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Cheema Land proposal reappears

SORCA, District of Squamish councillors in attendance during Aug. 27 open house
More than 35 people attended the latest open house on the proposed Cheema Lands development.

Plans for the Cheema Lands have resurfaced in the public eye for the first time since the October election.

On Aug. 27, more than 35 people attended the latest open house for the proposed development north of Garibaldi Highlands.

Proponents of the project again branded their project as one built with the avid mountain biker in mind, touting a setup similar to that of a ski-in, ski-out community. During the presentation, Brent Harley of Brent Harley & Associates (BHA) said consultants and engineers are analyzing the landscape’s possibilities and the existing trail system.

Harley said the open house aims to update the public on the proposal, although a new draft of the proposal is not yet scheduled to appear before District of Squamish council again.

The whole site is 420 acres and, although on private property, home to some of Squamish’s long-established mountain biking trails. Harley said the development intends to make a dedicated recreation reserve of 227 acres, leaving a gross development area of 193 acres — meaning mountain biking would have a dedicated area that takes up more than half the site.

The strata or stratas would be medium-density residential, potentially with some commercial ventures such as cafes and a variety store, a parking area and a public school. A public road would connect to Pia Road in Garibaldi Highlands.

As for the mountain bike trails, Harley said BHA has experience with designing mountain bike trails for ski resorts. Twenty per cent of the trails would be for beginners, 60 per cent for intermediate trails and 20 per cent for advanced riding.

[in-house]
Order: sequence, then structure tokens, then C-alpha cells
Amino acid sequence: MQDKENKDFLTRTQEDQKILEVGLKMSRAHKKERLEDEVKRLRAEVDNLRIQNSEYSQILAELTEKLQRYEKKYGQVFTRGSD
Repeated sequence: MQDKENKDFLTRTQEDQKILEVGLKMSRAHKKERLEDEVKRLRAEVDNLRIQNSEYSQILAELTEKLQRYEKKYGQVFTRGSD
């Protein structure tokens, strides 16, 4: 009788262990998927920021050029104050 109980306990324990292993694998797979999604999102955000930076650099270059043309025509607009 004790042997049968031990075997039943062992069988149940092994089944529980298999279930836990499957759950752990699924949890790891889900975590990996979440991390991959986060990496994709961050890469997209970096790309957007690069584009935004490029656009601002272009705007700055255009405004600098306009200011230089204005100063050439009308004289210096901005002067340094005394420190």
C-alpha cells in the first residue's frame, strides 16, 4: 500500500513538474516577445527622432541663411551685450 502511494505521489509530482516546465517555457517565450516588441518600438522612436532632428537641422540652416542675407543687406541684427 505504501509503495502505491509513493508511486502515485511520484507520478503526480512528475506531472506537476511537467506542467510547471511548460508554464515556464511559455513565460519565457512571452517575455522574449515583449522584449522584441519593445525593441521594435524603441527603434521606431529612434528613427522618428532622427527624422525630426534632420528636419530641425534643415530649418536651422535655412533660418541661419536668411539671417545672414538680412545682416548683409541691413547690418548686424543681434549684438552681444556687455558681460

There are still a few remaining obstacles. To go forward, the development will ask the District of Squamish to amend the Official Community Plan (OCP) and change the land’s classification from “future residential” to residential. They would also ask that the growth management boundary be changed to include lots 509 and 510, which are the Cheema Lands.

In an email ahead of the open house, the District’s director of planning Jonas Velaniskis said, “The District has not seen a recent draft for a proposed development on DL 509 and 510. District policy in the new Official Community Plan identifies that a development application outside of the District’s growth management boundary (which DL 509 and 510 are located) would only be considered when the population reaches 34,000, or 22,500 if the impacts associated with growth are addressed by the proposal. There are also several guiding policy precursors that are recommended to be developed prior to any development outside of the growth management boundary.”

The last time the Cheema Lands proposal was before council was nearly a year ago, when council voted not to remove the population threshold in October 2018. The Cheemas purchased the land in 2006.  The most recent census results, from 2016, showed a population of 19,893. A new census is currently being conducted by the government.